Setting targets for human resources for eye health in sub-Saharan Africa: what evidence should be used?

 

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dc.contributor.author Courtright, Paul
dc.contributor.author Mathenge, Wanjiku
dc.contributor.author Kello, Amir B
dc.contributor.author Cook, Colin
dc.contributor.author Kalua, Khumbo
dc.contributor.author Lewallen, Susan
dc.date.accessioned 2016-05-23T14:00:14Z
dc.date.available 2016-05-23T14:00:14Z
dc.date.issued 2016
dc.identifier.citation Courtright, P., Mathenge, W., Kello, A. B., Cook, C., Kalua, K., & Lewallen, S. (2016). Setting targets for human resources for eye health in sub-Saharan Africa: what evidence should be used?. Human Resources for Health, 14(1), 1. en_ZA
dc.identifier.issn 1478-4491 en_ZA
dc.identifier.uri http://dx.doi.org/10.1186/s12960-016-0107-x
dc.identifier.uri http://hdl.handle.net/11427/19797
dc.description.abstract With a global target set at reducing vision loss by 25% by the year 2019, sub-Saharan Africa with an estimated 4.8 million blind persons will require human resources for eye health (HReH) that need to be available, appropriately skilled, supported, and productive. Targets for HReH are useful for planning, monitoring, and resource mobilization, but they need to be updated and informed by evidence of effectiveness and efficiency. Supporting evidence should take into consideration (1) ever-changing disease-specific issues including the epidemiology, the complexity of diagnosis and treatment, and the technology needed for diagnosis and treatment of each condition; (2) the changing demands for vision-related services of an increasingly urbanized population; and (3) interconnected health system issues that affect productivity and quality. The existing targets for HReH and some of the existing strategies such as task shifting of cataract surgery and trichiasis surgery, as well as the scope of eye care interventions for primary eye care workers, will need to be re-evaluated and re-defined against such evidence or supported by new evidence. en_ZA
dc.language eng en_ZA
dc.publisher BioMed Central en_ZA
dc.rights Creative Commons Attribution 4.0 International (CC BY 4.0) *
dc.rights.uri http://creativecommons.org/licenses/by/4.0/ en_ZA
dc.source Human Resources for Health en_ZA
dc.source.uri http://human-resources-health.biomedcentral.com/
dc.subject Ophthalmologist
dc.subject Cataract surgeon
dc.subject Africa
dc.subject Primary eye care
dc.title Setting targets for human resources for eye health in sub-Saharan Africa: what evidence should be used? en_ZA
dc.type Journal Article en_ZA
dc.date.updated 2016-05-19T09:20:12Z
dc.language.rfc3066 en
dc.rights.holder Courtright et al.
uct.type.publication Research en_ZA
uct.type.resource Article en_ZA
dc.publisher.institution University of Cape Town
dc.publisher.faculty Faculty of Health Sciences en_ZA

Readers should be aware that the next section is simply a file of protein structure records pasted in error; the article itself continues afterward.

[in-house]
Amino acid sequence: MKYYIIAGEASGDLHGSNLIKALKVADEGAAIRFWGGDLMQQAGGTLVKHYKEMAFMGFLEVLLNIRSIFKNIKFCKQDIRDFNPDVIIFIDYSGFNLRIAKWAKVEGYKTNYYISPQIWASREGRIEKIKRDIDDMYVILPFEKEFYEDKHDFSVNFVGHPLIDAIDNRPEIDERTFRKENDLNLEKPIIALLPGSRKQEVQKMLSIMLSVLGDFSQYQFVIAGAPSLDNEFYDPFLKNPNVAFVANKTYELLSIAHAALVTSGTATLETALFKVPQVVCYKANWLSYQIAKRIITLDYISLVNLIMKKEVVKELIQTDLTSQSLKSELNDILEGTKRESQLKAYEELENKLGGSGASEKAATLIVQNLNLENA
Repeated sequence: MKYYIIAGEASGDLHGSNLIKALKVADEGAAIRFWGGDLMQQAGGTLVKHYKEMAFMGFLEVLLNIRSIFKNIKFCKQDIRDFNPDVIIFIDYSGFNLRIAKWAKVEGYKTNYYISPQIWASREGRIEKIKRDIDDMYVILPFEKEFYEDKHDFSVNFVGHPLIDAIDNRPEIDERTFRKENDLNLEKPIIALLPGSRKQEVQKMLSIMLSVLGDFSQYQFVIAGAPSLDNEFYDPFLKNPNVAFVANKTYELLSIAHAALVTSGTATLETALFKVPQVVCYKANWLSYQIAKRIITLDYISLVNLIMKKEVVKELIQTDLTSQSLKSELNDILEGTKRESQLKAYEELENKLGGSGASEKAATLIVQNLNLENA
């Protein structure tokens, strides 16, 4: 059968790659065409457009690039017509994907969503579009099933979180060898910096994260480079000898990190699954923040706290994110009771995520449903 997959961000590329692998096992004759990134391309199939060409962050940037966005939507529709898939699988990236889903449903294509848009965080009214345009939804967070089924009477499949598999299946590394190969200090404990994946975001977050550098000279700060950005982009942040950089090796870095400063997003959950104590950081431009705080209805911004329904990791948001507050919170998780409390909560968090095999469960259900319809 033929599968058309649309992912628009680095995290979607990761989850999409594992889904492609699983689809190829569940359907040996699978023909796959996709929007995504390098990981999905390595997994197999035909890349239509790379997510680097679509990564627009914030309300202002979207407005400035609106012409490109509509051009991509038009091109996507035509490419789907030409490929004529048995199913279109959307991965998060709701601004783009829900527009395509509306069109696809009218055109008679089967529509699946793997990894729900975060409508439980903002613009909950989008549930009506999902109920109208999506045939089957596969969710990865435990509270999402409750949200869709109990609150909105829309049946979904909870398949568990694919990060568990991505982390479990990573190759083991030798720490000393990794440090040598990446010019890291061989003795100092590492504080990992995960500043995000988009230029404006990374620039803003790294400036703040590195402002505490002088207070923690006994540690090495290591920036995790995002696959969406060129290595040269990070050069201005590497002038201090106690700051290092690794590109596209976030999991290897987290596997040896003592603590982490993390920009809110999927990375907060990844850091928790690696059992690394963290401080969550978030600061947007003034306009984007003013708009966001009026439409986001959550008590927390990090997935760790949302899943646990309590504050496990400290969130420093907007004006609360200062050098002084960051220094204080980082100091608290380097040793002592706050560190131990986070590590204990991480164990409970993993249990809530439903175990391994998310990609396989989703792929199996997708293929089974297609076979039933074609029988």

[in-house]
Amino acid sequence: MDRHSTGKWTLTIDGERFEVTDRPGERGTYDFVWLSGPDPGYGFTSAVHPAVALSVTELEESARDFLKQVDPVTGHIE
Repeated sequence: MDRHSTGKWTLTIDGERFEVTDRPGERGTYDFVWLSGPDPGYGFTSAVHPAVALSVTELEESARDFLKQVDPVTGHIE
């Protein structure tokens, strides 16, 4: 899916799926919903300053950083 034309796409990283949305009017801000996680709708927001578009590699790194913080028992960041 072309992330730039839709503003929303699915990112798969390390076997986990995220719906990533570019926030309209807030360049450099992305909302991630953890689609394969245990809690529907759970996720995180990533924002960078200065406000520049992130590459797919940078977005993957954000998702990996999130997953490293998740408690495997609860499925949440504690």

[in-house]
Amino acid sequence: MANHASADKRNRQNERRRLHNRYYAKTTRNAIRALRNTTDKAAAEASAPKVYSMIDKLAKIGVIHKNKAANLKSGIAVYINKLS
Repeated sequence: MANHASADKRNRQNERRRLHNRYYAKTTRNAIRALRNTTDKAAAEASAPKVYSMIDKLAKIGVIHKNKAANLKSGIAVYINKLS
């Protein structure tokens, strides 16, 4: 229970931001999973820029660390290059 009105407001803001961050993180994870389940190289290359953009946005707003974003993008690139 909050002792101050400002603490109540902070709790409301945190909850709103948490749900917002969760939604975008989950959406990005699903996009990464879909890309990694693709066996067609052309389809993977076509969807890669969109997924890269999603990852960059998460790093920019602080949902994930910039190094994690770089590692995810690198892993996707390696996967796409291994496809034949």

dc.publisher.department Division of Ophthalmology en_ZA
uct.type.filetype Text
uct.type.filetype Image
dc.identifier.apacitation Courtright, P., Mathenge, W., Kello, A. B., Cook, C., Kalua, K., & Lewallen, S. (2016). Setting targets for human resources for eye health in sub-Saharan Africa: what evidence should be used?. <i>Human Resources for Health</i>, http://hdl.handle.net/11427/19797 en_ZA
dc.identifier.chicagocitation Courtright, Paul, Wanjiku Mathenge, Amir B Kello, Colin Cook, Khumbo Kalua, and Susan Lewallen "Setting targets for human resources for eye health in sub-Saharan Africa: what evidence should be used?." <i>Human Resources for Health</i> (2016) http://hdl.handle.net/11427/19797 en_ZA
dc.identifier.vancouvercitation Courtright P, Mathenge W, Kello AB, Cook C, Kalua K, Lewallen S. Setting targets for human resources for eye health in sub-Saharan Africa: what evidence should be used?. Human Resources for Health. 2016; http://hdl.handle.net/11427/19797. en_ZA
dc.identifier.ris TY - Journal Article AU - Courtright, Paul AU - Mathenge, Wanjiku AU - Kello, Amir B AU - Cook, Colin AU - Kalua, Khumbo AU - Lewallen, Susan AB - With a global target set at reducing vision loss by 25% by the year 2019, sub-Saharan Africa with an estimated 4.8 million blind persons will require human resources for eye health (HReH) that need to be available, appropriately skilled, supported, and productive. Targets for HReH are useful for planning, monitoring, and resource mobilization, but they need to be updated and informed by evidence of effectiveness and efficiency. Supporting evidence should take into consideration (1) ever-changing disease-specific issues including the epidemiology, the complexity of diagnosis and treatment, and the technology needed for diagnosis and treatment of each condition; (2) the changing demands for vision-related services of an increasingly urbanized population; and (3) interconnected health system issues that affect productivity and quality. The existing targets for HReH and some of the existing strategies such as task shifting of cataract surgery and trichiasis surgery, as well as the scope of eye care interventions for primary eye care workers, will need to be re-evaluated and re-defined against such evidence or supported by new evidence. DA - 2016 DB - OpenUCT DO - 10.1186/s12960-016-0107-x DP - University of Cape Town J1 - Human Resources for Health KW - Ophthalmologist KW - Cataract surgeon KW - Africa KW - Primary eye care LK - https://open.uct.ac.za PB - University of Cape Town PY - 2016 SM - 1478-4491 T1 - Setting targets for human resources for eye health in sub-Saharan Africa: what evidence should be used? TI - Setting targets for human resources for eye health in sub-Saharan Africa: what evidence should be used? UR - http://hdl.handle.net/11427/19797 ER - en_ZA


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